City project to help homeless get off the street
Where home is the street
By Yazeed Kamaldien
January 19 2012 at 12:36pm
DERELISE Bambo’s life is governed by five words: “No, Mom, don’t do it.”
These are the words of her two young children who have repeatedly prevented her from ending her life.
As a recovering addict, Bambo, from Bonteheuwel, has been living on the streets for two years.
“I have thought that God should rather take me away because I can’t handle life,” she said. “I want to end my life, but then my two boys stand by my side and tell me: ‘No, Mom, don’t do it.’”
She has tried to end it several times, but she believes she can turn her life around.
“At a day hospital, they told me that I am traumatised. I am stressed.”
Bambo’s drug habit started at an early age.
“I was raped when I was younger. I had a lot of problems. I was told that drugs can solve my problems. Now I have more stress,” she said, adding that her family kicked her out of their home when they caught her using tik.
“I have been on tik for two years and five months. I have come off it and I would like to go to rehab, get counselling and start a new life.” She said her two boys were separated – one stayed with her mother and the other with her aunt.
“I would like to be with them and have a normal life. The street life is not for me.”
These are the people the City of Cape Town hopes can be reintegrated into society. Councillor Beverley Corje-Alcock is the mayoral committee member for social and early childhood development. She is spearheading the pilot project on homelessness and calls it an “attempt to make a lasting change”.
She said the new initiative did not mimic clean-up attempts inspired by the Fifa World Cup 2010 when the government intended to hide all grime from foreign eyes.
She said the city’s three-month intervention involved six non-governmental organisations that dealt with issues of homelessness. Among these were child-care-focused facilities Homestead and Ons Plek.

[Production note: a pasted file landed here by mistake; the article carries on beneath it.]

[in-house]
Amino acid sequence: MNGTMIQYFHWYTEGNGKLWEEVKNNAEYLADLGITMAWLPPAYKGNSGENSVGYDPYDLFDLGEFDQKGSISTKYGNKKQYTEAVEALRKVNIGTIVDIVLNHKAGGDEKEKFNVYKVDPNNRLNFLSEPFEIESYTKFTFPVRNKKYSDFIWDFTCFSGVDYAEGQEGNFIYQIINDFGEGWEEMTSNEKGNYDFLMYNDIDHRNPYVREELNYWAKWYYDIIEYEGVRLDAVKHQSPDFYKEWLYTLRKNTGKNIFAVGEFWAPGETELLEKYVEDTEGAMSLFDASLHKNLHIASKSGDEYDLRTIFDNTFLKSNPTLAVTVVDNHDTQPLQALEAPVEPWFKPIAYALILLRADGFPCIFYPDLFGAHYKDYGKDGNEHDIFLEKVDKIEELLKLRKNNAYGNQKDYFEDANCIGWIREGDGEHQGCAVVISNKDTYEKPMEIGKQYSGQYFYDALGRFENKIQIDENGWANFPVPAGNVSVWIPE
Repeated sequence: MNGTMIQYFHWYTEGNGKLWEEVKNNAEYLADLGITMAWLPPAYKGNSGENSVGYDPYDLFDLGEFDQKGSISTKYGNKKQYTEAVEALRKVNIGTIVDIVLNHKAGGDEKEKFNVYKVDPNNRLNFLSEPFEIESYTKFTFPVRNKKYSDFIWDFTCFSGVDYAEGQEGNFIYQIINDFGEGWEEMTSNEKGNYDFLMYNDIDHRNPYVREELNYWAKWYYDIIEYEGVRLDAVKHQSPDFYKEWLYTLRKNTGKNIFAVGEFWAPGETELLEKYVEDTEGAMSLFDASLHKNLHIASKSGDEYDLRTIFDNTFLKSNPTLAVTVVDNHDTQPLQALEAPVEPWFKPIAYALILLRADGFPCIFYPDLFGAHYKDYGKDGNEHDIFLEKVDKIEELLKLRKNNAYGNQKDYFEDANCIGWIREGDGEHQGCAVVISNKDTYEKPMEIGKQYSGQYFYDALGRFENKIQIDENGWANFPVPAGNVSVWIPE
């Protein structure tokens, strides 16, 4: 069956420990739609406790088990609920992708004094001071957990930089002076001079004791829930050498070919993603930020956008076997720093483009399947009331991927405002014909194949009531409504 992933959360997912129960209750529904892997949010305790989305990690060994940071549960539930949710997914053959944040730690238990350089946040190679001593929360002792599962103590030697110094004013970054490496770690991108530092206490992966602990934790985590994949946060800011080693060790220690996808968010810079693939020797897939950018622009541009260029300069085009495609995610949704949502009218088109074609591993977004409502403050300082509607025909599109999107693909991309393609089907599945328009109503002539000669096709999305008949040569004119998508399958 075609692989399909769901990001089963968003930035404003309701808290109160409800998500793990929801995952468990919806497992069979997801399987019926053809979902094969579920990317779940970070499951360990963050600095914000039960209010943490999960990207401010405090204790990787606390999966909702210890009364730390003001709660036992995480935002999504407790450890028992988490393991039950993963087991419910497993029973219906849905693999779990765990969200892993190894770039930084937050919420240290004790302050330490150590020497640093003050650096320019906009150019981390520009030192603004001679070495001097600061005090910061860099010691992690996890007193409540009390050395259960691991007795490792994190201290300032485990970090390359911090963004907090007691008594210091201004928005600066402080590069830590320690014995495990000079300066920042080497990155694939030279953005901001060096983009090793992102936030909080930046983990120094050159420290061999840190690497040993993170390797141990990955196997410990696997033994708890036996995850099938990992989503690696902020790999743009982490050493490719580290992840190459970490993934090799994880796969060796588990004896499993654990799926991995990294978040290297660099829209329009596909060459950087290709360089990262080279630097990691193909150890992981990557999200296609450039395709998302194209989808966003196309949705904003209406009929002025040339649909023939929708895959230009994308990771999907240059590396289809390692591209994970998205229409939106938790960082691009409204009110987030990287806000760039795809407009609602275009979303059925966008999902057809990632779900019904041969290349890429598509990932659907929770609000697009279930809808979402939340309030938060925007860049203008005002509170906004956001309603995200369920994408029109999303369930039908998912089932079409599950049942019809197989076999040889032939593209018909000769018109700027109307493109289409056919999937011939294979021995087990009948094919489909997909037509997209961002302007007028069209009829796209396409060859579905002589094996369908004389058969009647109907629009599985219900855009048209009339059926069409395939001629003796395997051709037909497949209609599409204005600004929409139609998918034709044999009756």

Law enforcement officers, local and provincial social development departments and central improvement district bodies were also on board.
Corje-Alcock said social development department field officers and a displaced people’s unit had been dispatched to locate homeless people:
“We let them know what we are prepared to do for them. We ask them what they want to do next, knowing that they can’t remain on the streets.”
She said it was about giving real people real options.
Corje-Alcock said previously the stumbling block was that homelessness was only ever recognised as a law enforcement problem; people were removed from the street without being offered viable alternatives.
One of the city’s partners, Tygerberg Association for Street People (Tasp), in Bellville, assists homeless people with a free lunch and a daily shower. It has a makeshift church on its premises where Sunday morning services are brimming with tears and hallelujahs.
Pastor Hazel Louw dishes chicken, rice and vegetables for the homeless congregation.
According to her, homelessness is on the rise.
Louw also works as a counsellor with the Solid Foundation Children and Youth Ministries: “Some of their relationships were broken when they were still young. They were pushed out of their homes. They started doing drugs or robbing people.
“We bring them to church to deal with their spirituality. They come to see our counsellors who check what went wrong and why they are on the street. Sometimes they just needed to say sorry for something but could not.”